What’s it about? A thousand years ago, seven powerful mages sealed away the world’s magic in order to keep humanity from destroying itself. Since then, the descendants of those mages have battled in the Granbelm to see which among them is the strongest. One fateful night, a seemingly average girl named Mangetsu is drawn in and becomes the Granbelm’s newest combatant.
“Magical girls in giant robots” is a fantastic concept, and yet I’m hard-pressed to name another series that’s tried it between GRANBELM and 1994’s iconic Magic Knight Rayearth. The former certainly wears its debt to the latter proudly on its sleeve, with an end-card image that references Rayearth’s most famous image.
In fact, GRANBELM wears a lot of its influence pretty openly, from Madoka to Evangelion and SD Gundam. It’s also smart enough to know that in an industry that’s constantly chomping its own flavor, the show that makes a unique mix of concepts is king. Now it just has to stick the landing.
This first episode rides high on that concept, which makes it somewhat difficult to forecast. The characters are functional, with designs that aren’t especially memorably but also aren’t too fanservicey aside from one character wearing a bikini top as a shirt. There are a few major relationships and conflicts set into motion, and the exposition is shuffled out of the way in a minimally painful way—even if it feels the need to trot out a bespoke word for every single fantasy concept no matter how minor.
It also sinks a lot of time into showing off its combat, which is pleasantly smooth but not intense, despite what the eerie music of the opening few minutes seems to be going for. Most of the fighting is conveyed with flashy lighting effects from the spells over dynamic combat choreography, which makes certain pitched moments feel a bit like a game of pretend where each child is insisting their attack was more impressive and painful (the show also immediately removes the danger of collateral damage by taking place in a pocket universe). That’s not the worst thing, but it doesn’t sync up with the other atmospheric details of the scene, and hopefully the show can build up the emotional investment in its fight going forward.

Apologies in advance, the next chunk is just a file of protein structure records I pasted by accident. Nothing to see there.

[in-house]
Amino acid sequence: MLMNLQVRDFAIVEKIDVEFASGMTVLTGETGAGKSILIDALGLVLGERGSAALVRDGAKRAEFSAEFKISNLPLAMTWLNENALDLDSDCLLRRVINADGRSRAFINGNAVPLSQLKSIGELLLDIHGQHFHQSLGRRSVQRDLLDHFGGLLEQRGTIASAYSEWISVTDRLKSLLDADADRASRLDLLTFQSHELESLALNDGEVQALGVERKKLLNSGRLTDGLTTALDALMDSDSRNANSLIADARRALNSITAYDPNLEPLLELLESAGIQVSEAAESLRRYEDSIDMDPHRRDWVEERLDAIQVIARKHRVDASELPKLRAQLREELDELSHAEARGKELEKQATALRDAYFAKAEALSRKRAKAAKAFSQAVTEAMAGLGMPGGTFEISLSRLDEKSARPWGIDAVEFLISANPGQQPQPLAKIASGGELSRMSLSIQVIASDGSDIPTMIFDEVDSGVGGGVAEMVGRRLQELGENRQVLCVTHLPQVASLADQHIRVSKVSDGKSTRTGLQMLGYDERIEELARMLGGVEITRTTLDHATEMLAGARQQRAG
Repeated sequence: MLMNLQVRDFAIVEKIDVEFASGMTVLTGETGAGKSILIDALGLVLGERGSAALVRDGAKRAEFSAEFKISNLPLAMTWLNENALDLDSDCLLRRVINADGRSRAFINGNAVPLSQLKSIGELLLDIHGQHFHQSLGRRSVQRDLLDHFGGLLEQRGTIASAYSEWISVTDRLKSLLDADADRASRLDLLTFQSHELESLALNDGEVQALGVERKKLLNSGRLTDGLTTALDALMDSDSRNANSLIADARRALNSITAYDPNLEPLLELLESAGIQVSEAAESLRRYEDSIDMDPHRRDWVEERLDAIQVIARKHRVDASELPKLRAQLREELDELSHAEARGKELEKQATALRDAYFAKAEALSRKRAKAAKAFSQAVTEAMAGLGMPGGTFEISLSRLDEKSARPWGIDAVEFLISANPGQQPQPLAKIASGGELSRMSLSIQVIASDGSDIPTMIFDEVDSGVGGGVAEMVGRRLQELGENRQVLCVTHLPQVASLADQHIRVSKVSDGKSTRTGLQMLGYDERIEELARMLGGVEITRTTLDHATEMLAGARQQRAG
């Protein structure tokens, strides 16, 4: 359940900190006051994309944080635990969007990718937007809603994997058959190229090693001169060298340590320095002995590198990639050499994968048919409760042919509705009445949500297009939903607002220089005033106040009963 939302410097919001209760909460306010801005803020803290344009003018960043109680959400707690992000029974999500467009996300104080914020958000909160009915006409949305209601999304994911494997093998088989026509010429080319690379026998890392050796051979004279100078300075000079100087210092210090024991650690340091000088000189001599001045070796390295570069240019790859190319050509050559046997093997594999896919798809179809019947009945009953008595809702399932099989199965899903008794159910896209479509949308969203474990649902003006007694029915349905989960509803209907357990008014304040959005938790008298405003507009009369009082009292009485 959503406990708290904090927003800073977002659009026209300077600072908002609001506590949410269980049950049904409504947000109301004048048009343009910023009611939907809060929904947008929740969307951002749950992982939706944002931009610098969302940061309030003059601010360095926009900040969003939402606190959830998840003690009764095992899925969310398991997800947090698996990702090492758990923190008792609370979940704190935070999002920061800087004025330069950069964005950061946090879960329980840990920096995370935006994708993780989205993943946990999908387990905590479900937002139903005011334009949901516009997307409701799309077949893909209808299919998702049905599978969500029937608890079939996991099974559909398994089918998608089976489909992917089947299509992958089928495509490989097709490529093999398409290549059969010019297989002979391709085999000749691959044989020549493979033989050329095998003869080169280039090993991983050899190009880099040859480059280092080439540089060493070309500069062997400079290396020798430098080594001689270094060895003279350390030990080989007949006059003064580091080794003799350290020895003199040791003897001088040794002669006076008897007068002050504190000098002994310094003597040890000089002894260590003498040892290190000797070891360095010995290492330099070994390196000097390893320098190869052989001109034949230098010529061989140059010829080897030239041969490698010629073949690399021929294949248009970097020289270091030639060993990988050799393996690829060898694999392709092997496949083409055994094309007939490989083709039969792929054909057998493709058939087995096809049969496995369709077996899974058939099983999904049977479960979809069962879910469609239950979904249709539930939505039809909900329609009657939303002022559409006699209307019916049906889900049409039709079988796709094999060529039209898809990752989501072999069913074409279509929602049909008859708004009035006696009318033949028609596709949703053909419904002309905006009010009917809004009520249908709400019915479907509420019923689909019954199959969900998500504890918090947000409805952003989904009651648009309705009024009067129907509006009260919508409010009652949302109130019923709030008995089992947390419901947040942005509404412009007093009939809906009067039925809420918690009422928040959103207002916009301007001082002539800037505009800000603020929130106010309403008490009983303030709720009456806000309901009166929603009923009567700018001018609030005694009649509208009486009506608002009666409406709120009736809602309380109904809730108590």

You know what it is? Pretty darn cool, and if that’s what the series is going for I’m down. It would be a real breath of fresh air to have a magical girl series that doesn’t feel like it has to gild itself in shock value to be taken seriously. I would be nothing short of ecstatic if this series managed to be an action-drama without going grimdark. There’s a place for that kind of series, but right now the market is decidedly saturated, and it’s none too fresh anymore. There’s also some truly gorgeous use of color, making composed scenes look gorgeous even when the action isn’t top-tier.
While I hope that the series finds away to dial back from Mangetsu’s miraculous end-of-episode win so that she’s not protagonist-powering her way through every fight, I’m down to watch her learn more about this wild magic battle royale and her mysterious rescuer Shingetsu (who is totally not Homura, except that she is Homura; if they’re not going to hide the color-coding neither am I).
The next episode looks to be taking a step back for some real-world shenanigans, which will hopefully flesh out the cast–big robot battles are great, but they’re going to ring hollow after a while if the show can’t back it up emotionally. And as always, the grade gets a whole letter bump if it’s gay and consensual. Come on, GRANBELM. I believe in you.